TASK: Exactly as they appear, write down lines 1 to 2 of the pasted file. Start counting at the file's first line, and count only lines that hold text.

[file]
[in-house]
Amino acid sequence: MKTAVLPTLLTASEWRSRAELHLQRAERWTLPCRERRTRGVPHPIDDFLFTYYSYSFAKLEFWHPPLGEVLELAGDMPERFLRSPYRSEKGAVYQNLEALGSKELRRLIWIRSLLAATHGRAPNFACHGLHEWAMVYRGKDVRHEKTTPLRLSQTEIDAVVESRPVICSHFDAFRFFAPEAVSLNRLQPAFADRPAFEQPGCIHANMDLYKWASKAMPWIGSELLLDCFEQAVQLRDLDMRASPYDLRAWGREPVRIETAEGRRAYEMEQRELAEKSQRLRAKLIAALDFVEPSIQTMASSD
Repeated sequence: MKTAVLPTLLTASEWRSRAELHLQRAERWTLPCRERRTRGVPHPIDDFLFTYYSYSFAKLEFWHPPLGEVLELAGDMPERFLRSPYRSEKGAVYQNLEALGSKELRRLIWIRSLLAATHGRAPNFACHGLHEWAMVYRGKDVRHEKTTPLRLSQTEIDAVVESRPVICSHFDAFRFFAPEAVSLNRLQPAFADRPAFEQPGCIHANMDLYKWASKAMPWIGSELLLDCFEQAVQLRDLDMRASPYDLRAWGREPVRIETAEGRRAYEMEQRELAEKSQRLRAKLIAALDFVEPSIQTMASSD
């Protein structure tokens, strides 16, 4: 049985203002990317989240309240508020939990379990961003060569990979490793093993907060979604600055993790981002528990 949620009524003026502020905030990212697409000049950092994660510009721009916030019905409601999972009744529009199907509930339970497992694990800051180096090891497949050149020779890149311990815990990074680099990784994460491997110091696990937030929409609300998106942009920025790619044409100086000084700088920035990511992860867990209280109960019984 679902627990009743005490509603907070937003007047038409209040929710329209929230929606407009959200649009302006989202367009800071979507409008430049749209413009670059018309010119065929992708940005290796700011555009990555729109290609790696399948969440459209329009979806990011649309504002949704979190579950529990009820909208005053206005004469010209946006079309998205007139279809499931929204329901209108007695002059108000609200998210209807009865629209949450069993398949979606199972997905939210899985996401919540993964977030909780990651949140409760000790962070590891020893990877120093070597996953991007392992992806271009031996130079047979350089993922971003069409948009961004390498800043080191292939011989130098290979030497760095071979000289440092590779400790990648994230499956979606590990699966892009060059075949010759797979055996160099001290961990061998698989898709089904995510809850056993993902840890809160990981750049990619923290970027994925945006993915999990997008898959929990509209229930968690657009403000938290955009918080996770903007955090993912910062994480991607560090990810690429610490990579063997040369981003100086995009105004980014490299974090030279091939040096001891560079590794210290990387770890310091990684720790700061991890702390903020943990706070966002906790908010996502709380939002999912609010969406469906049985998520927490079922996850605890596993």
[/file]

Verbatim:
[in-house]
Amino acid sequence: MKTAVLPTLLTASEWRSRAELHLQRAERWTLPCRERRTRGVPHPIDDFLFTYYSYSFAKLEFWHPPLGEVLELAGDMPERFLRSPYRSEKGAVYQNLEALGSKELRRLIWIRSLLAATHGRAPNFACHGLHEWAMVYRGKDVRHEKTTPLRLSQTEIDAVVESRPVICSHFDAFRFFAPEAVSLNRLQPAFADRPAFEQPGCIHANMDLYKWASKAMPWIGSELLLDCFEQAVQLRDLDMRASPYDLRAWGREPVRIETAEGRRAYEMEQRELAEKSQRLRAKLIAALDFVEPSIQTMASSD